Lorna exists in a hard place because Storm and other Claremont created x-woman took her place as X-Men so what makes her stand out and what makes her relevant? In 1991 she didn't stand out and wasn't relevant. Lorna being philosophically different from the X-Men gave her somewhat of a nitch, but is always difficult as she goes too far in one direction she runs the risk of feeling like a B squad version of dad and she goes too far the other way she runs the risk of feeling like a B squad version of Jean.

So, its something that has to be finessed very well which alot of writers can't do as to most writers they see Lorna not having a very clear line of what she will and won't do in a particular circumstance the way Magneto or the Xavierite X-Men have. Magneto has enough history that unless he is power mad he is relatively predictable in a given circumstance. Lorna's history over the decades has been much more uneven regarding her underlying views and different writers tend to pick and choose from various eras for the character.

But, to sum it up, Lorna being philosophically different then the mainline x-women is not a bad thing, it is in fact one of the few features of the character that separate her from the rest of them.

#4 Edited by jmc247 (142 posts) - - Show Bio

@uhypocrite said:

@adamtrmm: @jmc247: Let me make it clear that Polaris and Havok are the least to be compared with Storm and Cyclops. I Think Storm and Cyclops would be a perfect fit to join the X-Force (since Cyclops created the team... the assassin team) since Cyclops don't see the world like he used to or unlike the X-M. Storm killed before and Polaris never did. Cyclops has killed before also, I mean, his mentor (HELLO). Both have the rages of becoming the perfect weapon for the X-Force.

Storm and Cyclops killed before and Polaris never did?

Polaris has been through a mass genocide, she has led the Genoshan army into war, she has waged war in space blowing up star ships filled with thousands of sentient beings, she has waged war on a massive scale and lots of casualties are apart of war.

When it comes to looking at the things Lorna has done the question is not has she killed. She has one of the larger body counts of the x-characters out there. The moral questions come in regarding when is justifiable or not.

Sometimes its a philosophical decision on her part and sometimes it is simply anger management issues. Sometimes its a little of both.

#5 Posted by jmc247 (142 posts) - - Show Bio

@noctum said:

@stormweatherwitchgoddessqueenx: That's bull. It's not confirmed anywhere and Polaris in comics didn't start like that. (So, I don't know where you getting that from. If so, I would like some link)

She is also very kindhearted, helpful and considerate towards the people around her.

Many times she wanted to wash her hands off the X-men's business, but every time they needed help she would definitely be there for them even if she has her reservations.

She is a great help and a valuable asset of the X-men! She does believe in Prof. X's cause for coexistence, which explains why she did work with the X-men in the first place. I guess the never-ending fights have worn her out, but that has not stopped her from being the X-men Polaris she is today. The only difference is that sometimes she needs to get away from the chaos and madness of the cruel reality. Polaris is really quite a simple girl who wants to lead a normal life like most mutants. She enjoys leading a peaceful life and spending her time with the love of her life. Storm on the other hand, acted with jealousy and killed her husband (in order to steal the crown) and other people before. She can easily be what you're describing. She was the God of thief to begin with.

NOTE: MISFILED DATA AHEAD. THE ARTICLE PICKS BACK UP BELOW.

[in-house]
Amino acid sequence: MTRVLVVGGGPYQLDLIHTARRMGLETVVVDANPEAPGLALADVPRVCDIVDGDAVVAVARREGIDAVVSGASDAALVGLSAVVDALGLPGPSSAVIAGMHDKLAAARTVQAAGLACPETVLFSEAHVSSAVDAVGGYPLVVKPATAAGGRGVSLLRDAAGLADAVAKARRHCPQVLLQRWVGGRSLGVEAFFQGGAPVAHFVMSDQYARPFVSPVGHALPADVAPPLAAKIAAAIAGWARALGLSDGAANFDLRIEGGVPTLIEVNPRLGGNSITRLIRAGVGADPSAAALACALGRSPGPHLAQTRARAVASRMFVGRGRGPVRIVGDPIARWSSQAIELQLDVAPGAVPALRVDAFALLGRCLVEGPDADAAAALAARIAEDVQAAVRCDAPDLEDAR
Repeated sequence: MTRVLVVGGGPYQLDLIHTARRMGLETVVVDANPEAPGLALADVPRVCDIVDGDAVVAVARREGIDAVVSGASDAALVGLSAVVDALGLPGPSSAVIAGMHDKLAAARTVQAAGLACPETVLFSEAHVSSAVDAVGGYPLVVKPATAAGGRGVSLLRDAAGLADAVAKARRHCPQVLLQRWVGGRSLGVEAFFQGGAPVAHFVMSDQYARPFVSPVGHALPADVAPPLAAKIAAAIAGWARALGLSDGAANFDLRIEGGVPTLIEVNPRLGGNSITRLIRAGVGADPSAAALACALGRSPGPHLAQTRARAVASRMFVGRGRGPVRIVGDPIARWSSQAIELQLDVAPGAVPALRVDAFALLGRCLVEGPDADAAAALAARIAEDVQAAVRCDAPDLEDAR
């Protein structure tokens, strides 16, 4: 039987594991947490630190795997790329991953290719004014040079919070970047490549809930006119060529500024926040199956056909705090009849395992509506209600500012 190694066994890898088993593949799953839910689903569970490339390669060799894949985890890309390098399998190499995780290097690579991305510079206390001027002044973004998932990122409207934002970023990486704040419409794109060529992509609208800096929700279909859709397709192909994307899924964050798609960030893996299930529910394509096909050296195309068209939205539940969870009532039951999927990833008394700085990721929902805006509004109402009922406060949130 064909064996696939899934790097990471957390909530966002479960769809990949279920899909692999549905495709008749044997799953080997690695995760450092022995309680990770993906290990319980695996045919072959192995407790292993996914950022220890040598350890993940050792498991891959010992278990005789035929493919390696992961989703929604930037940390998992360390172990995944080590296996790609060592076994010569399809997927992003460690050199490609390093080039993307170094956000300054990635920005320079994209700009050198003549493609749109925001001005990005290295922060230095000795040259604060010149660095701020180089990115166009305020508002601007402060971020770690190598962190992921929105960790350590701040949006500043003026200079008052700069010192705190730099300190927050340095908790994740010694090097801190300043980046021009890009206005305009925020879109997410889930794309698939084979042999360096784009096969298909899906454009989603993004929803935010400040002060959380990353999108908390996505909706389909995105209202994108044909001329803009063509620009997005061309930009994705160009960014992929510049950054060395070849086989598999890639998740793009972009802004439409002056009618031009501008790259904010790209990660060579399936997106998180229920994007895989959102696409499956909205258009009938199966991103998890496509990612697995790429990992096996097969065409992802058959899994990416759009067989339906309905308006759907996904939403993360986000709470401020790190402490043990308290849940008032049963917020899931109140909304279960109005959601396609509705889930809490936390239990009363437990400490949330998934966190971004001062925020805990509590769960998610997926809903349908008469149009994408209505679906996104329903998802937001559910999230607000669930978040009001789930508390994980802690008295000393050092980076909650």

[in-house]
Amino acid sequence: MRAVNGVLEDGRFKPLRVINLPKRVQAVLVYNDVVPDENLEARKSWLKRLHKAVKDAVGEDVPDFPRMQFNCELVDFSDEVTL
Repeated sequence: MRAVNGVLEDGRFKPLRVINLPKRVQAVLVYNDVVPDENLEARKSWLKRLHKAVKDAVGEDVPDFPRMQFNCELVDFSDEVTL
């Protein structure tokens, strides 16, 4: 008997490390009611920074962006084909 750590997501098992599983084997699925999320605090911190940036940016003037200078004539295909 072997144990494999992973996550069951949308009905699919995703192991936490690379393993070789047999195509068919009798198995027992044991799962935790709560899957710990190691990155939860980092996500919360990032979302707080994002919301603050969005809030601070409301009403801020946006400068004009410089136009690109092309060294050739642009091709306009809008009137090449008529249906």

You described Claremont's Lorna very well, but not the Lorna before him or after him.

Claremont turned Lorna into what I can only called the anti-Storm, but she was a much tougher and edgier character in the 60s.

Obviously, the change wasn't all Claremont's doing she appeared in 1968, but editors in 1969 decided to retcon Lorna's parentage and then when X-Men ended she was dumped off with Havok. But, in the end this is what Claremont turned her into... the anti-Storm.

That is not the Lorna that lasted into the 90s though. Honestly she was on the path to returning to her roots as a tougher character even by 1993.

Lorna being philosophically in terms of mutant rights and using lethal force on threats different from the mainline X-Men was something from the 60s that went away for a long time and came back in the 90s and really reared its head last decade. The same occurred for her connection to Magneto being re-established.

Modern Lorna is IMHO has grown into an interesting character because she doesn't see the world like the X-Men and not simply not seeing the world like the X-Men because she wants to live the simple life with Havok.

#6 Posted by jmc247 (142 posts) - - Show Bio

Polaris Tunneling. And I don't think I ever saw Magneto (or anyone) doing this kind of ability.

Magneto has done it through in an underground base beneath a volcano as we saw in Uncanny X-Men 113.